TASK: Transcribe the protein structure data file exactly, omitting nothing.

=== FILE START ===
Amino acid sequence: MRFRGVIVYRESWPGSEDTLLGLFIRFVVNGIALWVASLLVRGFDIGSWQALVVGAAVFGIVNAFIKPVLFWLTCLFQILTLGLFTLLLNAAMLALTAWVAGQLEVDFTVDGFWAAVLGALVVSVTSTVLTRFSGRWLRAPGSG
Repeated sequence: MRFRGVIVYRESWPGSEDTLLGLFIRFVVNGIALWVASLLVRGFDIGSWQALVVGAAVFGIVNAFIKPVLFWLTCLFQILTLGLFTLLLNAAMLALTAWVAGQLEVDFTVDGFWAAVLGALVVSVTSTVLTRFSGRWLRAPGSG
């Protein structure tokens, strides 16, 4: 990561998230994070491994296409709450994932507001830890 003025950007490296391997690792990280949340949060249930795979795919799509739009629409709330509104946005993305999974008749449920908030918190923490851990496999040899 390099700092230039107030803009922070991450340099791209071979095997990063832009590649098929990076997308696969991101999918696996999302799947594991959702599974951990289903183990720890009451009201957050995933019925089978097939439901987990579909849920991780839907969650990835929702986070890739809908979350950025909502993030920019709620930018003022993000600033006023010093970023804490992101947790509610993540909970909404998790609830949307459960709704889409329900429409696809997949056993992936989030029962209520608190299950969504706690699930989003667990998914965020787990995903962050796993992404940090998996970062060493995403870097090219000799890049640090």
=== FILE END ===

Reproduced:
Amino acid sequence: MRFRGVIVYRESWPGSEDTLLGLFIRFVVNGIALWVASLLVRGFDIGSWQALVVGAAVFGIVNAFIKPVLFWLTCLFQILTLGLFTLLLNAAMLALTAWVAGQLEVDFTVDGFWAAVLGALVVSVTSTVLTRFSGRWLRAPGSG
Repeated sequence: MRFRGVIVYRESWPGSEDTLLGLFIRFVVNGIALWVASLLVRGFDIGSWQALVVGAAVFGIVNAFIKPVLFWLTCLFQILTLGLFTLLLNAAMLALTAWVAGQLEVDFTVDGFWAAVLGALVVSVTSTVLTRFSGRWLRAPGSG
């Protein structure tokens, strides 16, 4: 990561998230994070491994296409709450994932507001830890 003025950007490296391997690792990280949340949060249930795979795919799509739009629409709330509104946005993305999974008749449920908030918190923490851990496999040899 390099700092230039107030803009922070991450340099791209071979095997990063832009590649098929990076997308696969991101999918696996999302799947594991959702599974951990289903183990720890009451009201957050995933019925089978097939439901987990579909849920991780839907969650990835929702986070890739809908979350950025909502993030920019709620930018003022993000600033006023010093970023804490992101947790509610993540909970909404998790609830949307459960709704889409329900429409696809997949056993992936989030029962209520608190299950969504706690699930989003667990998914965020787990995903962050796993992404940090998996970062060493995403870097090219000799890049640090």